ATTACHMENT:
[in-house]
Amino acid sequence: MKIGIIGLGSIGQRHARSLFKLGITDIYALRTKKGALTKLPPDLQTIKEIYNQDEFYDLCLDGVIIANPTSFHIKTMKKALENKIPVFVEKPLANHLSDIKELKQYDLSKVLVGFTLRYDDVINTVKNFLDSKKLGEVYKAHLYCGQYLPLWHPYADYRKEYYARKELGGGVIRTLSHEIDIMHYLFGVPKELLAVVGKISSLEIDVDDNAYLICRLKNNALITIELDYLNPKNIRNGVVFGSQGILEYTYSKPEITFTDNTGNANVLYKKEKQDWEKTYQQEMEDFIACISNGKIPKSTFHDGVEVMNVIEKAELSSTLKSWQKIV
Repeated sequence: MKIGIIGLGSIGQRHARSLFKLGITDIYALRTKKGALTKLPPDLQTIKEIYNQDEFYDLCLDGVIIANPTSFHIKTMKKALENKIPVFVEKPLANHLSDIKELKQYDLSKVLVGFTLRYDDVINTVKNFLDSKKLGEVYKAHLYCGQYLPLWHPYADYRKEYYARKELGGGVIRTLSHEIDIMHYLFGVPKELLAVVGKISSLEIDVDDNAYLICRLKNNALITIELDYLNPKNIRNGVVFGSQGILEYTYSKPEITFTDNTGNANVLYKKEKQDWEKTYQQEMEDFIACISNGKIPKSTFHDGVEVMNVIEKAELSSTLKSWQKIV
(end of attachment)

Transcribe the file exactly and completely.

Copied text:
[in-house]
Amino acid sequence: MKIGIIGLGSIGQRHARSLFKLGITDIYALRTKKGALTKLPPDLQTIKEIYNQDEFYDLCLDGVIIANPTSFHIKTMKKALENKIPVFVEKPLANHLSDIKELKQYDLSKVLVGFTLRYDDVINTVKNFLDSKKLGEVYKAHLYCGQYLPLWHPYADYRKEYYARKELGGGVIRTLSHEIDIMHYLFGVPKELLAVVGKISSLEIDVDDNAYLICRLKNNALITIELDYLNPKNIRNGVVFGSQGILEYTYSKPEITFTDNTGNANVLYKKEKQDWEKTYQQEMEDFIACISNGKIPKSTFHDGVEVMNVIEKAELSSTLKSWQKIV
Repeated sequence: MKIGIIGLGSIGQRHARSLFKLGITDIYALRTKKGALTKLPPDLQTIKEIYNQDEFYDLCLDGVIIANPTSFHIKTMKKALENKIPVFVEKPLANHLSDIKELKQYDLSKVLVGFTLRYDDVINTVKNFLDSKKLGEVYKAHLYCGQYLPLWHPYADYRKEYYARKELGGGVIRTLSHEIDIMHYLFGVPKELLAVVGKISSLEIDVDDNAYLICRLKNNALITIELDYLNPKNIRNGVVFGSQGILEYTYSKPEITFTDNTGNANVLYKKEKQDWEKTYQQEMEDFIACISNGKIPKSTFHDGVEVMNVIEKAELSSTLKSWQKIV